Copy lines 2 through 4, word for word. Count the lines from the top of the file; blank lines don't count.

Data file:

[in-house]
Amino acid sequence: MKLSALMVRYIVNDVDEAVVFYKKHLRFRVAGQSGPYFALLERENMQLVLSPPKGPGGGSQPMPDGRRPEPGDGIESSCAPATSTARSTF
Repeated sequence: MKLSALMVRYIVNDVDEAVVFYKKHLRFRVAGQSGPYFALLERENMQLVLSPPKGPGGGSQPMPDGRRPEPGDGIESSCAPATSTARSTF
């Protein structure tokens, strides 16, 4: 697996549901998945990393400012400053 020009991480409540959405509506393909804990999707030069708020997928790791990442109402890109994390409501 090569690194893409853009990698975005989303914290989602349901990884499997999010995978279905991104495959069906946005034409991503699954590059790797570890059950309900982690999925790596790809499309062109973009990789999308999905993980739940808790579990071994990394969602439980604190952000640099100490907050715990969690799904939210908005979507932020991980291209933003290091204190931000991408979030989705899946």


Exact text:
Amino acid sequence: MKLSALMVRYIVNDVDEAVVFYKKHLRFRVAGQSGPYFALLERENMQLVLSPPKGPGGGSQPMPDGRRPEPGDGIESSCAPATSTARSTF
Repeated sequence: MKLSALMVRYIVNDVDEAVVFYKKHLRFRVAGQSGPYFALLERENMQLVLSPPKGPGGGSQPMPDGRRPEPGDGIESSCAPATSTARSTF
């Protein structure tokens, strides 16, 4: 697996549901998945990393400012400053 020009991480409540959405509506393909804990999707030069708020997928790791990442109402890109994390409501 090569690194893409853009990698975005989303914290989602349901990884499997999010995978279905991104495959069906946005034409991503699954590059790797570890059950309900982690999925790596790809499309062109973009990789999308999905993980739940808790579990071994990394969602439980604190952000640099100490907050715990969690799904939210908005979507932020991980291209933003290091204190931000991408979030989705899946």